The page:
Col. Tom Clegg may be retired from the Army, but he still gets a thrill out of leading people. Clegg, who graduated from Western Carolina University in 1965 with business and history degrees, is the first president of the Division of Advancement’s new Military and Veterans Alumni Society and he’s relishing the opportunity to meet and recruit new members, even by Zoom.
“The first meeting was really cool because we had people from all over the United States and from different years. There was one person older than me, but there were groups all the way up to current students there who were in the military,” said Clegg, a retired health care administrator and July Alumni Spotlight. “The guy in the picture with the Western flag over in Iraq in the desert, he was on the call, too, so we got to meet him.”
The new affinity group, which does not require a financial commitment to join, was established for WCU graduates and students who entered the military during or after college and veterans who came to WCU after serving.
Besides hosting social Zoom meetings, the society also held a virtual tour for members of Shades of Green, an armed forces recreation center resort located on Walt Disney World property near Orlando, Florida. It’s also working to better inform current WCU military students about the Military Gap Scholarship, which was established to provide financial assistance when their military benefits don’t cover all of their educational expenses or their funds are delayed.
Scholarship support is important to Clegg and his wife, Elizabeth. They and their grandson, Daniel A. Clegg Jr., a 2014 alumnus of WCU, established the Clegg Family Military Legacy Endowed Scholarship for the Arts and Sciences. The scholarship is for any WCU student in the College of Arts and Sciences who is a veteran, dependent or grandchild of a veteran who served honorably on active duty for at least six months.
“Three or four years ago, Beth and I were talking, and she said, ‘What do you think in your life made the biggest differences?’ I said, ‘Probably two things: going to school at Western and being in the military.’ And she said, ‘I wonder how we can pay that back?’ It’s a way to recognize both the school and the military, for what they did for me, and then hopefully somebody else will have a similar experience. We’re hoping to encourage others to participate, too.”
For Clegg – who spent 27 years, three months and 14 days in the Army, but who’s counting? –graduating from WCU may have helped save his life. He was drafted in December 1965 as the United States’ involvement in the Vietnam War was ramping up. He assumed he would “end up in the combat arms as infantry” until he asked an Army recruiter if he had any options. “He said, ‘Only if you’ve got a college degree.’ I said, ‘Ah ha! It’s paying off.’”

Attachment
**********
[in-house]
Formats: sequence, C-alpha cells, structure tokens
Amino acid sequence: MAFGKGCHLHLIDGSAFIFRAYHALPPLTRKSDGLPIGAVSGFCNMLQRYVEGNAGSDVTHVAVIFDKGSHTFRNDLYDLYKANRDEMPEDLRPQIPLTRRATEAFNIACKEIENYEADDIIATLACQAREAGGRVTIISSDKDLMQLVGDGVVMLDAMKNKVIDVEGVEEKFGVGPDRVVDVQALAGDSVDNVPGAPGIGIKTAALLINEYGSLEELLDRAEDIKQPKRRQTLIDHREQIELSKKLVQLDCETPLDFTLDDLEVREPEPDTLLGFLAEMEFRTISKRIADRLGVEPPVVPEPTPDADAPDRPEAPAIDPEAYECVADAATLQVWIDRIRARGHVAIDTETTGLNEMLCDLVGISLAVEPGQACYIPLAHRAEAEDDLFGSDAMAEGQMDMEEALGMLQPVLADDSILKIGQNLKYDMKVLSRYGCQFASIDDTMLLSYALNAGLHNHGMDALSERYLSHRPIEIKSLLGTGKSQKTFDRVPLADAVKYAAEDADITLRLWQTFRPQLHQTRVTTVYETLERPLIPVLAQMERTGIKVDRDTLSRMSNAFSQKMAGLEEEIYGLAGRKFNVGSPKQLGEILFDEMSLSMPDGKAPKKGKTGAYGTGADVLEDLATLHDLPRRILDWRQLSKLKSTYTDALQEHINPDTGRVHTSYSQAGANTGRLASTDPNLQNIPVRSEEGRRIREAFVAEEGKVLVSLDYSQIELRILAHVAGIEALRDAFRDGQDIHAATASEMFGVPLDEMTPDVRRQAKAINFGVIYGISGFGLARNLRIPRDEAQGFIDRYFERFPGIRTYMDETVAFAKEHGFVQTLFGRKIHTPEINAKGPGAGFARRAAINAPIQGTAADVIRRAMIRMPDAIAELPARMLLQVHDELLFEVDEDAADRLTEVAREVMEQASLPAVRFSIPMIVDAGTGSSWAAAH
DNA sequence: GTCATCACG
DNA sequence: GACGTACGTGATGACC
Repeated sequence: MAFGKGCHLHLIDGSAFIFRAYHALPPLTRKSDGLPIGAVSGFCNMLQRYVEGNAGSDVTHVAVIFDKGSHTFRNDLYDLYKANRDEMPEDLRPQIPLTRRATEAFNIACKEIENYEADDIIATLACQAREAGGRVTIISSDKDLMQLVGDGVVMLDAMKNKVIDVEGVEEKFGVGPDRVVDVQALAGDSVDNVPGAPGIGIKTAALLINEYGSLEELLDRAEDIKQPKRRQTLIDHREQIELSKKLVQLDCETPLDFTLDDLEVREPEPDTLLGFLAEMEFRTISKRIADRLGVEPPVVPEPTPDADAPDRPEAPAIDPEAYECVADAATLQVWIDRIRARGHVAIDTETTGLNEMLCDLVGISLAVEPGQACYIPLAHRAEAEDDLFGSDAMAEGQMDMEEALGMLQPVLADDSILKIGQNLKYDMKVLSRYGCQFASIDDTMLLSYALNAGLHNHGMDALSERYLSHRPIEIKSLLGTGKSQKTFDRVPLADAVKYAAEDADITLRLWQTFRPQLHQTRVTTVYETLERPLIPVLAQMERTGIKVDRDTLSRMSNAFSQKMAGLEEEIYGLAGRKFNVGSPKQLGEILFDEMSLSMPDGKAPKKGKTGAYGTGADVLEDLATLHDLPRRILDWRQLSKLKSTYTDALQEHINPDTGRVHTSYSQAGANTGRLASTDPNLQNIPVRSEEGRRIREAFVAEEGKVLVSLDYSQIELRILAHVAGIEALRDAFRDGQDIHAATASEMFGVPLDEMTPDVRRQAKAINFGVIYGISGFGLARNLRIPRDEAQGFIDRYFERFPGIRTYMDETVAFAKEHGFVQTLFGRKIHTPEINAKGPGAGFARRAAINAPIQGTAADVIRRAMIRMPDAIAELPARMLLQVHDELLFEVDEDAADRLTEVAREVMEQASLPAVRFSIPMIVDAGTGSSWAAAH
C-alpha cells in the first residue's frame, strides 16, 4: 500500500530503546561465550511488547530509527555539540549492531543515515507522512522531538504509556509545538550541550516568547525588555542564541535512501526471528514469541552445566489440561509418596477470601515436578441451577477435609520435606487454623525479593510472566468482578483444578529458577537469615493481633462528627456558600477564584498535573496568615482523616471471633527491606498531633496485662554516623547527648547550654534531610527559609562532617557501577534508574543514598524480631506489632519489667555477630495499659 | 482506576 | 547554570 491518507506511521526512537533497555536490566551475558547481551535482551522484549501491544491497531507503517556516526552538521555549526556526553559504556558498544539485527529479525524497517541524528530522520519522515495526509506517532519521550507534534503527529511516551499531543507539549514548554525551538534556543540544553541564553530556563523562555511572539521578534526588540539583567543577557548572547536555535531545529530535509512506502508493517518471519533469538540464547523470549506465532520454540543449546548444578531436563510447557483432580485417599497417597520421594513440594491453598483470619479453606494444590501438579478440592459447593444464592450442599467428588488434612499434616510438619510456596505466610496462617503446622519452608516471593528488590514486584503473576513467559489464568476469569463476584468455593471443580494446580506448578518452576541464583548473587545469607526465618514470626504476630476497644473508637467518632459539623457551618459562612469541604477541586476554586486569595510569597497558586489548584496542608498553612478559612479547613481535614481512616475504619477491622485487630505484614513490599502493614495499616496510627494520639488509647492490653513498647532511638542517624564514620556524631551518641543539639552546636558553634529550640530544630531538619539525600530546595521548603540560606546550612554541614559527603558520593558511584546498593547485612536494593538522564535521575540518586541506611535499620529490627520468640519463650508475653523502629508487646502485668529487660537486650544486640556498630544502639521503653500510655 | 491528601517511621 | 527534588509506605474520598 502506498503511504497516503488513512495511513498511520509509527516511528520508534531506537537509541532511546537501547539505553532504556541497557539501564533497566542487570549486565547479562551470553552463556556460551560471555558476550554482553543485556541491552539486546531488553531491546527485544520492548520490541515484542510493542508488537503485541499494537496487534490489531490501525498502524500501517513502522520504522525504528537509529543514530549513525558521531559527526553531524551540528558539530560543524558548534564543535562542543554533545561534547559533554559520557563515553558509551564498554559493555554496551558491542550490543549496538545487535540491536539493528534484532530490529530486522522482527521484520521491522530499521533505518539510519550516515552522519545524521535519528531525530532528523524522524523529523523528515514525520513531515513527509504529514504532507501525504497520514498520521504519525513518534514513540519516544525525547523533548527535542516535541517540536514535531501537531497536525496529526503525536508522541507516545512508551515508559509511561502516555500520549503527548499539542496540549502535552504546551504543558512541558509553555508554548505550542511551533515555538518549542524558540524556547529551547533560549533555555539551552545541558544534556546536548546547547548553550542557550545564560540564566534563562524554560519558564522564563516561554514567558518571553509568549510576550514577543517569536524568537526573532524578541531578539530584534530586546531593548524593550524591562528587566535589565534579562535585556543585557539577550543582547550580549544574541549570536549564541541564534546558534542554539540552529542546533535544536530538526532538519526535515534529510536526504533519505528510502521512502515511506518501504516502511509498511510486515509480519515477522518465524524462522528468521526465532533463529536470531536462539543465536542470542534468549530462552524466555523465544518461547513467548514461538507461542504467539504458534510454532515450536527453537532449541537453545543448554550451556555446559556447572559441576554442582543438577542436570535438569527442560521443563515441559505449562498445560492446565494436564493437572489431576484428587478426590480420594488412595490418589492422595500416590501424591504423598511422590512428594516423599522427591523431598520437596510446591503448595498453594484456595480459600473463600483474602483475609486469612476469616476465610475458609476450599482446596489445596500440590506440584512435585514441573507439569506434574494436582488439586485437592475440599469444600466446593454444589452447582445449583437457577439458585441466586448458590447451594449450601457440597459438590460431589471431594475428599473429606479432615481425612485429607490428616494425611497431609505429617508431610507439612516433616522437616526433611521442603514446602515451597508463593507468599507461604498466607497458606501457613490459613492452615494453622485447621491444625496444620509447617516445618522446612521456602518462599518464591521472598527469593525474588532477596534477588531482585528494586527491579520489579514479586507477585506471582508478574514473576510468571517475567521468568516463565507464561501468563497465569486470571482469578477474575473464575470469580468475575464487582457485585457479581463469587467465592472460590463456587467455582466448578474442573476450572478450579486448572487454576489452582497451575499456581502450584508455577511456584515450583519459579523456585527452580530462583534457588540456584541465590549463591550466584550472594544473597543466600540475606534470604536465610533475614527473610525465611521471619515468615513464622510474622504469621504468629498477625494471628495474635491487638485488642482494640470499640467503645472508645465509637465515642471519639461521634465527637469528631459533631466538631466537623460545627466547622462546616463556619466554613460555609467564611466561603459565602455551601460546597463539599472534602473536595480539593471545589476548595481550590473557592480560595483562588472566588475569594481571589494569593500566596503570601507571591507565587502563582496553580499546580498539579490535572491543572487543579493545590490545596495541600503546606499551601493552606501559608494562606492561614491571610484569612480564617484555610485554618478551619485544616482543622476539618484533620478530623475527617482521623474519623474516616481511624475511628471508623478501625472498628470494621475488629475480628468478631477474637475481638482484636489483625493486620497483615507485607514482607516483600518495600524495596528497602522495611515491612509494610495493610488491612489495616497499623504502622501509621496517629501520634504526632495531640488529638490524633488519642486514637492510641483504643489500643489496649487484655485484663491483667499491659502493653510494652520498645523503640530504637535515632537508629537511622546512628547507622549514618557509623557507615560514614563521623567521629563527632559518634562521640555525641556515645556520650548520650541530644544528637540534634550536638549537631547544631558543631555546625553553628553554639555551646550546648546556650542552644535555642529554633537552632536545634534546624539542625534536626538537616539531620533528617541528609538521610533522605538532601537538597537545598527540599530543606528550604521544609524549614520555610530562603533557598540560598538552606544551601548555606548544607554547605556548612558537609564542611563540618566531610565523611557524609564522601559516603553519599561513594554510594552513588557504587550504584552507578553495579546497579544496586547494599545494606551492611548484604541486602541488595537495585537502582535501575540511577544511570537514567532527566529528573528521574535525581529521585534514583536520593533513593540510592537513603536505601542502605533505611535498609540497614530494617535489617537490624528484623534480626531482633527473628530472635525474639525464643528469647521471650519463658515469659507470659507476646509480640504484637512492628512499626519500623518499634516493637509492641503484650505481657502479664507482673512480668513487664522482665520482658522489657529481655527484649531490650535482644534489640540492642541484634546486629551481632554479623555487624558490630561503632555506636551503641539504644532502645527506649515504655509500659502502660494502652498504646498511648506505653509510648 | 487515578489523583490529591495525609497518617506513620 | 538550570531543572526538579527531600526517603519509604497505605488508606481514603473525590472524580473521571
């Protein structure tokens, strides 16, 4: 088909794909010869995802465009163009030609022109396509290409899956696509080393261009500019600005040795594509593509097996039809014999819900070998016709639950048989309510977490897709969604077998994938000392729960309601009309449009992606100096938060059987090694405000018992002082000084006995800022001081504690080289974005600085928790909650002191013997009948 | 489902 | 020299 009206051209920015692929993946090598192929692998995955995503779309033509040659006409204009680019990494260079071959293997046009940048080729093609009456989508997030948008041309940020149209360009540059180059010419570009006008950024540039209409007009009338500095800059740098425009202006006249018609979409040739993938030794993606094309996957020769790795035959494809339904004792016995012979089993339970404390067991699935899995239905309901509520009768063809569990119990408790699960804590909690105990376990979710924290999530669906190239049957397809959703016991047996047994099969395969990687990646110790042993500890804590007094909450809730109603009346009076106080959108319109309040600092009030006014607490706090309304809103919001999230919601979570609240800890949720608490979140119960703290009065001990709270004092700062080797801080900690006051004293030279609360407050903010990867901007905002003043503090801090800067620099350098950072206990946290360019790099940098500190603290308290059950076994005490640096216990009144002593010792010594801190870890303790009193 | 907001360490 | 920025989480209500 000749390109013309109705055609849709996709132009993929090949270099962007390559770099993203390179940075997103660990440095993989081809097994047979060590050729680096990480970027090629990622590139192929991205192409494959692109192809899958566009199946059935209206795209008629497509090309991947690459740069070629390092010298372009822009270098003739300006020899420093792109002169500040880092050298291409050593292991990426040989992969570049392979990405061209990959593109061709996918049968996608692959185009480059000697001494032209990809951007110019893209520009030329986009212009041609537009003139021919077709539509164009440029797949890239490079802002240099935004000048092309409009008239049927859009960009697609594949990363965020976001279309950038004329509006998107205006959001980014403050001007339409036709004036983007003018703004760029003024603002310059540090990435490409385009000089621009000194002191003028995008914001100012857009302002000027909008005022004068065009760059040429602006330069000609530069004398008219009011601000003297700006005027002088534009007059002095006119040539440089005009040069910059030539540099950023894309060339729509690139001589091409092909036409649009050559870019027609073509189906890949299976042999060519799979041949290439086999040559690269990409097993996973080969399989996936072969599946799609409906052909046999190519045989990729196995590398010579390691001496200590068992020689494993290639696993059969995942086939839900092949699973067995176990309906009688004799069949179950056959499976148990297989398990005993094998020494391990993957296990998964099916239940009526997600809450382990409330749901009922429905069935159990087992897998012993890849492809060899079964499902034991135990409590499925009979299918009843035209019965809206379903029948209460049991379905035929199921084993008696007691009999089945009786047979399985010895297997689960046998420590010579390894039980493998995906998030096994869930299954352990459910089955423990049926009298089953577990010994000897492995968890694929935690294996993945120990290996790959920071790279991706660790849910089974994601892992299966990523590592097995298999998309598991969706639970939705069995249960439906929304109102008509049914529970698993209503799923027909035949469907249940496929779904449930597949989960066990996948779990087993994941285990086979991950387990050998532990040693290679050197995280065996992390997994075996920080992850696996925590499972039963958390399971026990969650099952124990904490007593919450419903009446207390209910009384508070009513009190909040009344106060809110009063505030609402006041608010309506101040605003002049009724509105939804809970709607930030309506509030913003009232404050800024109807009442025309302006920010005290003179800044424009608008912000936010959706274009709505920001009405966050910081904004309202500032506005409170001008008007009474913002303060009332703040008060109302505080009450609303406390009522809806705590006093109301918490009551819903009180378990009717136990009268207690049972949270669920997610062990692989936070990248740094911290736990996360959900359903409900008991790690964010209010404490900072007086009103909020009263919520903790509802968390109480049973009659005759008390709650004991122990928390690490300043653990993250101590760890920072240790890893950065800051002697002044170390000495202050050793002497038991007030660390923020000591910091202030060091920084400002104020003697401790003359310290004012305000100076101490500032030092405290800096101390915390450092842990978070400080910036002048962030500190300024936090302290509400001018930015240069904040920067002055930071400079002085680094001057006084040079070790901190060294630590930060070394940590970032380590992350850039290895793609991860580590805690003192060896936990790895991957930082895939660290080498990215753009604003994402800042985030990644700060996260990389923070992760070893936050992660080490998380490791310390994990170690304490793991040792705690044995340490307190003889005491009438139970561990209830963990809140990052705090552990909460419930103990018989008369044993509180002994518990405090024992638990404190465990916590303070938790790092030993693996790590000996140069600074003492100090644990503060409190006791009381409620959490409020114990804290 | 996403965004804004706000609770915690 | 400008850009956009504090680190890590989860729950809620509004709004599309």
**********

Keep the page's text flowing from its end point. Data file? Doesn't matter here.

Clegg said the Army was desperate for people with a college degree to work in health care administration and his business degree fit the bill. He filled out the paperwork, got a physical exam and waited. March 14, 1966, he received a telegram telling him to report to active duty the next day in Texas.
Clegg spent his career in the Army medical department’s Medical Service Corps, most
of it in hospital administration. “My last job before I retired, I was the administrator
for the big hospital in Landstuhl, Germany, which takes all the casualties from Iraq,
Iran and Afghanistan and those places. They’re shipped back to Germany and then on
to the states.”
The Army also sent him to graduate school at Baylor University to get his master’s degree in hospital administration, graduating with a 4.0.
As Clegg watched colleagues retire, he took note of where they landed. What he saw was a similarity between civilian academic medicine institutions, especially teaching hospitals, and organizations in the Army medical department, and that appealed to him. Upon his own retirement from the Army, he landed a job at Emory University, which he eventually left for University of Texas Southwestern in Dallas and then Cincinnati Children’s Hospital Medical Center, where he retired after 15 years.
Clegg is grateful for his administrative training in the military, which he believes puts patient care first and foremost. “Whether it was on the battlefield or whether it was in a hospital, or whatever, you put that patient above everything else. And I’ve found that’s not always true in the civilian sector. A lot of times, depending on what kind of organization you’re in, profit might be the bottom line, might be most important,” he said. “But I was able to make sure, in my case anyway, that the patients always came first and I still think that’s most important in a health care facility.”
These days Clegg and Elizabeth spend most mornings hiking and birding and taking pictures of new discoveries. They appreciate the peacefulness of the local river and wooded parks. “I counted the other day, I’ve got 9,000 bird pictures. We take them and put them into books with Shutterfly, just for ourselves,” he said. “Since March, we’ve seen over 93 new types of birds we hadn’t identified before and we haven’t left the city.”
Serving as president of WCU’s Military and Veterans Alumni Society has brought Clegg’s life full circle in some ways. He’s channeled his health care experiences into helping veterans and his alma mater. “I loved every minute in the Army. I didn’t particularly like being in Vietnam and Korea and places like that, but the experience and the people I met and the jobs I had were just great. And a lot of it has to do with taking care of patients, I think. You get a lot of satisfaction from that, a lot of feeling of having accomplished something and being fulfilled.”
Learn more about the Military and Veterans Alumni Society or other affinity societies, or contact the Office of Alumni Engagement at email@example.com for additional details.